How many meals can you get from a chicken?
I chose a very large pot, filled it for two thirds with water and I threw inside a carrot, a stick of celery, a peeled onion, skewered with two cloves, a sprig of parsley and a teaspoon of tomato paste. I also added the carcass of a roast chicken that I had frozen some time ago: just like in the case of a boiled chicken, even the role of a roast chicken does not end when you have eaten all the meat.
Then I heated the water and, when it started boiling, I added a generous pinch of salt and the whole chicken. I lowered the heat and let it cook, covered, for at least three hours. The smell of chicken broth is just like that of ragù: it sticks to your bones, warms you from the inside out, comforts you, makes you travel back in time.
After three hours, the broth was yellow, rich in flavour. The meat of the chicken was juicy, you could shred it with a fork. In these that I hope may be the last windy days of winter cold, a chicken broth with pasta and a heaping tablespoon of grated Parmigiano is a comfort food that warms up the evening and soothes you, like a blanket. I had much more broth than I needed, so a part of that ended up in the freezer in a bottle, for a future risotto or soup, like this potato and artichoke vellutata.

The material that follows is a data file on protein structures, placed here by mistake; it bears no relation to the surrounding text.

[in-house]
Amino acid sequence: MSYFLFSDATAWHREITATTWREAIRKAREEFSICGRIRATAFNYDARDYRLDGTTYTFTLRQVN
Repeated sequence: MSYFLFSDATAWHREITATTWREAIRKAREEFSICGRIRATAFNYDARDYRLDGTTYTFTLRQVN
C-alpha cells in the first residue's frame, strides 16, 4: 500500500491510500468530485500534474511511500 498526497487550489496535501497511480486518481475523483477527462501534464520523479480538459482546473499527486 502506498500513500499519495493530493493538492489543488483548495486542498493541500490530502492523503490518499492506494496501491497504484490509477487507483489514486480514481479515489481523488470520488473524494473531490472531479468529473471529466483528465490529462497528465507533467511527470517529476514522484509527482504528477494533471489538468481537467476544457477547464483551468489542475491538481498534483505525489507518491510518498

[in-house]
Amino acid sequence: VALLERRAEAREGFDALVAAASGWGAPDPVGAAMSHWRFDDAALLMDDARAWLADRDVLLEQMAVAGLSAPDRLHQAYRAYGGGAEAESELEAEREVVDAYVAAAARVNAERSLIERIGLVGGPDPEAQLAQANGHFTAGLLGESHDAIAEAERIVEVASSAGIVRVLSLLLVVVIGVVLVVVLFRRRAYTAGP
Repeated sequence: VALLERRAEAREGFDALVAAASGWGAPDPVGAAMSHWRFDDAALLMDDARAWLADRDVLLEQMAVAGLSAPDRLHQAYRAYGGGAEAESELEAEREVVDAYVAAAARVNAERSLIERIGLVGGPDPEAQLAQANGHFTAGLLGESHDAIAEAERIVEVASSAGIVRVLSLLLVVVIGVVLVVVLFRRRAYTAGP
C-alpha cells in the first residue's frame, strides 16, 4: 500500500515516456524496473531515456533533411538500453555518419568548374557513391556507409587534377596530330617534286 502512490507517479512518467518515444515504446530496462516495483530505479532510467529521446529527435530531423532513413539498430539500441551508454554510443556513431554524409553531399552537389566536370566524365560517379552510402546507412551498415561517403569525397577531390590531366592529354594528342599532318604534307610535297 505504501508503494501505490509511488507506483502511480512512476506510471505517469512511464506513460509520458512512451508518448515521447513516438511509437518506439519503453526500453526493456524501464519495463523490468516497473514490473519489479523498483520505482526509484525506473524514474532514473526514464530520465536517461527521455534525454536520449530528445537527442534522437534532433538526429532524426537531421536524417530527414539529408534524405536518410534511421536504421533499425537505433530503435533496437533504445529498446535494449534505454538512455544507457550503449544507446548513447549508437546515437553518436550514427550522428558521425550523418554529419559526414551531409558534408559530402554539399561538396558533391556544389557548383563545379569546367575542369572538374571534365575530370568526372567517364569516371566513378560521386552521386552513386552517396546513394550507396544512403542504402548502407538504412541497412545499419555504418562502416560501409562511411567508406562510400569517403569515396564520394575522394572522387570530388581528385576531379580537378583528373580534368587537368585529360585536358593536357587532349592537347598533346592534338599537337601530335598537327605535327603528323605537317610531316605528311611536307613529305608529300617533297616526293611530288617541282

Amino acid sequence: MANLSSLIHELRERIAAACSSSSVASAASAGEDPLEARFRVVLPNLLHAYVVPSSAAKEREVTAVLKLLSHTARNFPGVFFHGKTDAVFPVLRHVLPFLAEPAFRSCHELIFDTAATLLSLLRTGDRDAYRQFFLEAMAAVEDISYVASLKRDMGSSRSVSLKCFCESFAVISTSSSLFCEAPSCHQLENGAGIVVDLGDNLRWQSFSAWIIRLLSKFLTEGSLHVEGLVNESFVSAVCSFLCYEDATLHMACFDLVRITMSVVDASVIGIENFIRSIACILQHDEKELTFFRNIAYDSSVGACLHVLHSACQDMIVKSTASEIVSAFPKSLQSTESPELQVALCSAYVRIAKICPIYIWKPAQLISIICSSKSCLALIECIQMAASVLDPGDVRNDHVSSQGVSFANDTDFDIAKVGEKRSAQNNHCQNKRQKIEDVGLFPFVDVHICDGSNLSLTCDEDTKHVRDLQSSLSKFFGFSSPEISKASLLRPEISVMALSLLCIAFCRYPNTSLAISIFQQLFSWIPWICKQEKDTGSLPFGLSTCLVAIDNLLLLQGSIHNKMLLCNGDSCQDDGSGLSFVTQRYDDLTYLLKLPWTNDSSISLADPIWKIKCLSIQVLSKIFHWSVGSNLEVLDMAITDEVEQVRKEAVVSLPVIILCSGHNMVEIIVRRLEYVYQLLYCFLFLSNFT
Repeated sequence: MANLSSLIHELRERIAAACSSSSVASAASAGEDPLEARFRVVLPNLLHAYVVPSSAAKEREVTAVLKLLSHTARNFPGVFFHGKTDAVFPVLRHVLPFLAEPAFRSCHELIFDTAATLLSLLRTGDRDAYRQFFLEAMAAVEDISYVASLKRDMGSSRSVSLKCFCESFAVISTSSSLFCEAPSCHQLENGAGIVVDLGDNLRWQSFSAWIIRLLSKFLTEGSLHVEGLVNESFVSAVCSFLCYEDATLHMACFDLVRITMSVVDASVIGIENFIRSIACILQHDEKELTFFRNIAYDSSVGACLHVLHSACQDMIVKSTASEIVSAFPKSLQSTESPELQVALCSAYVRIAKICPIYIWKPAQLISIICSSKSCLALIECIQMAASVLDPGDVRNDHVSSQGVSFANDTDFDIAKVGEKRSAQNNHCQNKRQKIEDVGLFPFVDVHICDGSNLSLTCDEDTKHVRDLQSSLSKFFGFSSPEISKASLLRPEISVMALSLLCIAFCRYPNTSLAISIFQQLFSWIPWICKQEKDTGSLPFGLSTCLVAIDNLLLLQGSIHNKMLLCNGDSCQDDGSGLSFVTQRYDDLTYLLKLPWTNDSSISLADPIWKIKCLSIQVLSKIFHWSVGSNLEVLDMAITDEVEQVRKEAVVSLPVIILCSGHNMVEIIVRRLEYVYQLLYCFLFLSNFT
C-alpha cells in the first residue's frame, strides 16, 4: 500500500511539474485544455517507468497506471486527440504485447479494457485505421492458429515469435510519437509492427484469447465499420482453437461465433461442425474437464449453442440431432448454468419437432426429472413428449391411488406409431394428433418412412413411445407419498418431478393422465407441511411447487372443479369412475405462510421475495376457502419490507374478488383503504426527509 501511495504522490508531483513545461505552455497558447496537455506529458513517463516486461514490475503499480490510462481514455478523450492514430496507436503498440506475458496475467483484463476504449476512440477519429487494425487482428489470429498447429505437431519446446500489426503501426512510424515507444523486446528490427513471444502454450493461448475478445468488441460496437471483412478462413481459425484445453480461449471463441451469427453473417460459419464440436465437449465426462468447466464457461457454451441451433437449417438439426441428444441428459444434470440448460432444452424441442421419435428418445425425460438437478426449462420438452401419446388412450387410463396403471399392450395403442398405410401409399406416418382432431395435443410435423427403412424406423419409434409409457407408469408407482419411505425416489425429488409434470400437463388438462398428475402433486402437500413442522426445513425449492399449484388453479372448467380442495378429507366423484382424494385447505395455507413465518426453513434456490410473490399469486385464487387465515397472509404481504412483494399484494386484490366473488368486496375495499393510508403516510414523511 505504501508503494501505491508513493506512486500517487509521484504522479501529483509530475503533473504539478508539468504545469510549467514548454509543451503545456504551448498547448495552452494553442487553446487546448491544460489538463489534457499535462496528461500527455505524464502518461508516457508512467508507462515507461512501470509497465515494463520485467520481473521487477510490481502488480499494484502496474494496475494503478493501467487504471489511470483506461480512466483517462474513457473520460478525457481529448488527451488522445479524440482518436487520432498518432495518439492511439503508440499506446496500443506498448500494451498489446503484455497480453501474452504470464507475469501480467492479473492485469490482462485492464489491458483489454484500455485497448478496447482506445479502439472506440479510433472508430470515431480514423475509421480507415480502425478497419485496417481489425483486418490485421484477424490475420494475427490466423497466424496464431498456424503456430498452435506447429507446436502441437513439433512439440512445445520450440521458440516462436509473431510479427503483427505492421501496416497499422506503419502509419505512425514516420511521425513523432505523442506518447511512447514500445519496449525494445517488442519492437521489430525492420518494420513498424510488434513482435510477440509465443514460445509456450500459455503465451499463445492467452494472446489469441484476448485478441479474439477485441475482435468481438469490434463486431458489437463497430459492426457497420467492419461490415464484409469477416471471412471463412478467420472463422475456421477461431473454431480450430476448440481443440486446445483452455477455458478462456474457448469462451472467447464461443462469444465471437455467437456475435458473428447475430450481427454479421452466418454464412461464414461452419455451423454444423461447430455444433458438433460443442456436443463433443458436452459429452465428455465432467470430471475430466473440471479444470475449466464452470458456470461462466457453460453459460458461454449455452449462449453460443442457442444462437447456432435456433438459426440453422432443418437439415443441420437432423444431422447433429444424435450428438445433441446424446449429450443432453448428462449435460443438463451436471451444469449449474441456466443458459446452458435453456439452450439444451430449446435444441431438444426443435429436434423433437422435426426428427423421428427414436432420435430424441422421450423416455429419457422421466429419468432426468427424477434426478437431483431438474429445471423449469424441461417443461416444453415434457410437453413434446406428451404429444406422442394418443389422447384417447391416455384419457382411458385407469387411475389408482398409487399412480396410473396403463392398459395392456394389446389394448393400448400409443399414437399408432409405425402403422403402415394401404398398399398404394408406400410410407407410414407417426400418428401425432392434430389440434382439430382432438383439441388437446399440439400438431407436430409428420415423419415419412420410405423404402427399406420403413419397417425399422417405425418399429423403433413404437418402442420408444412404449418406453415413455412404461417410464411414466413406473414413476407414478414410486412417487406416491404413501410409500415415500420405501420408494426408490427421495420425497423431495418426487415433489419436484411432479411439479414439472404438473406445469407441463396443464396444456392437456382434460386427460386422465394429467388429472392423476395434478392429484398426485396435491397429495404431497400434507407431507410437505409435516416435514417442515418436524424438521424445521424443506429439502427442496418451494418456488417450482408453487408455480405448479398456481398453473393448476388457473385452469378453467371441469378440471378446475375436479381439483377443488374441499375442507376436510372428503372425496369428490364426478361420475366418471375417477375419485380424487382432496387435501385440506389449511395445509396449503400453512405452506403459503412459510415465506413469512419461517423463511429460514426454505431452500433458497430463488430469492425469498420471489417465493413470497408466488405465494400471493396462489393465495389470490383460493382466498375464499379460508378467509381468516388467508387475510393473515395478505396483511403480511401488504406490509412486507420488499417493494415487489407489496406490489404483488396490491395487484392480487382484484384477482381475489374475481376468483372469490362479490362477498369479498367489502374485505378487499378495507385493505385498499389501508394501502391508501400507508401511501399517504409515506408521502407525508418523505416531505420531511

Then, there is the meat.
I have a soft spot for chicken salads, you might remember this one, with preserved lemons and herbs. Using the meat of a whole chicken slowly cooked in the broth is incomparably better than cooking just the chicken breast. But if you are frightened by the idea of using a whole chicken, if you want smaller portions, or if you want to limit your budget, choose a chicken breast and a whole chicken leg and simmer them slowly with herbs, a carrot, a celery, an onion and a teaspoon of tomato paste.
Cannellini bean and chicken salad, with pickles and radicchio
With the chicken meat I made a salad that sits in between winter and spring, between the soothing comfort of beans and shredded chicken and the freshness of radicchio and pickled giardiniera. It reminds me of those spring days that are still cold, with a sharp wind but a clear sunny sky.
I served it as an appetiser with some toasted bread for a family lunch, with that slight hint of vinegar from the pickles that awakens the appetite. I also ate it as a main dish, adding more radicchio, madly in love with its bitter, clean taste.
A few words about the ingredients
I used a local variety of beans, they are creamy and tiny, with a thin skin. You can use cannellini beans or borlotti beans, or the beans you like the best.